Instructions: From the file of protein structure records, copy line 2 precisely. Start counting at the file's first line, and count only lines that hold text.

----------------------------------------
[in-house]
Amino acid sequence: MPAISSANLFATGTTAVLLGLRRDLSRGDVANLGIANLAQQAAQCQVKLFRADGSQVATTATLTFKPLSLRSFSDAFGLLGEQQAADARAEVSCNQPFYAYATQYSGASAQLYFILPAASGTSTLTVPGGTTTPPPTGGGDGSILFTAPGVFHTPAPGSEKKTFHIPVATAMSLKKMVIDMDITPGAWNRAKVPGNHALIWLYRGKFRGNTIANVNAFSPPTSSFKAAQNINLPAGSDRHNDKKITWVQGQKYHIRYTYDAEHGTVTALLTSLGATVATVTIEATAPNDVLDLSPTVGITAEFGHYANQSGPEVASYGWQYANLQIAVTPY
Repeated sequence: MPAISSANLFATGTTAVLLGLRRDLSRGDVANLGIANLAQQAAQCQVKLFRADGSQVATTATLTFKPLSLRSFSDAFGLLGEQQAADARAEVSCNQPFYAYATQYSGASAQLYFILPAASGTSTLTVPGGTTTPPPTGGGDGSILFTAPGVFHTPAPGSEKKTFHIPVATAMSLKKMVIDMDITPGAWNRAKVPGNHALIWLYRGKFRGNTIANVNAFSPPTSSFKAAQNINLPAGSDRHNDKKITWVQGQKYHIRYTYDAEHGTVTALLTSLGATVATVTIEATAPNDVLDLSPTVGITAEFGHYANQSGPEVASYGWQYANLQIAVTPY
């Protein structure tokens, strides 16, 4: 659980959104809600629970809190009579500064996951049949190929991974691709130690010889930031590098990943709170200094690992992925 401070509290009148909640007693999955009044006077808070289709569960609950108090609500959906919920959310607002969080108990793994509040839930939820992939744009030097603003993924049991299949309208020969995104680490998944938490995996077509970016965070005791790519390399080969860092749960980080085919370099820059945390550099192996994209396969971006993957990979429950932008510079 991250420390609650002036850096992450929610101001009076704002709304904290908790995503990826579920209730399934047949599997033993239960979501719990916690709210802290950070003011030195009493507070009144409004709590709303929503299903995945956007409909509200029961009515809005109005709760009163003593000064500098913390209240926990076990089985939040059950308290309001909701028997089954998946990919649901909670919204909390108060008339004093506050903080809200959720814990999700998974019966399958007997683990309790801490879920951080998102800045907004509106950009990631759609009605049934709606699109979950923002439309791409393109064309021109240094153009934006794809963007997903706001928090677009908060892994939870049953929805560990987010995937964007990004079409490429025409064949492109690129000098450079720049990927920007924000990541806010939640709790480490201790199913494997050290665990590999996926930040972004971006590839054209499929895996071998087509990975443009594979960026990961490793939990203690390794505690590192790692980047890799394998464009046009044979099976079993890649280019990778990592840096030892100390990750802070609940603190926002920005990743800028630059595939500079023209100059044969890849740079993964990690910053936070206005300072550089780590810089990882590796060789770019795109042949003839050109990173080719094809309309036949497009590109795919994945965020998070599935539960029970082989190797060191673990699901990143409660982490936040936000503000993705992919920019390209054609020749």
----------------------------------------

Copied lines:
Amino acid sequence: MPAISSANLFATGTTAVLLGLRRDLSRGDVANLGIANLAQQAAQCQVKLFRADGSQVATTATLTFKPLSLRSFSDAFGLLGEQQAADARAEVSCNQPFYAYATQYSGASAQLYFILPAASGTSTLTVPGGTTTPPPTGGGDGSILFTAPGVFHTPAPGSEKKTFHIPVATAMSLKKMVIDMDITPGAWNRAKVPGNHALIWLYRGKFRGNTIANVNAFSPPTSSFKAAQNINLPAGSDRHNDKKITWVQGQKYHIRYTYDAEHGTVTALLTSLGATVATVTIEATAPNDVLDLSPTVGITAEFGHYANQSGPEVASYGWQYANLQIAVTPY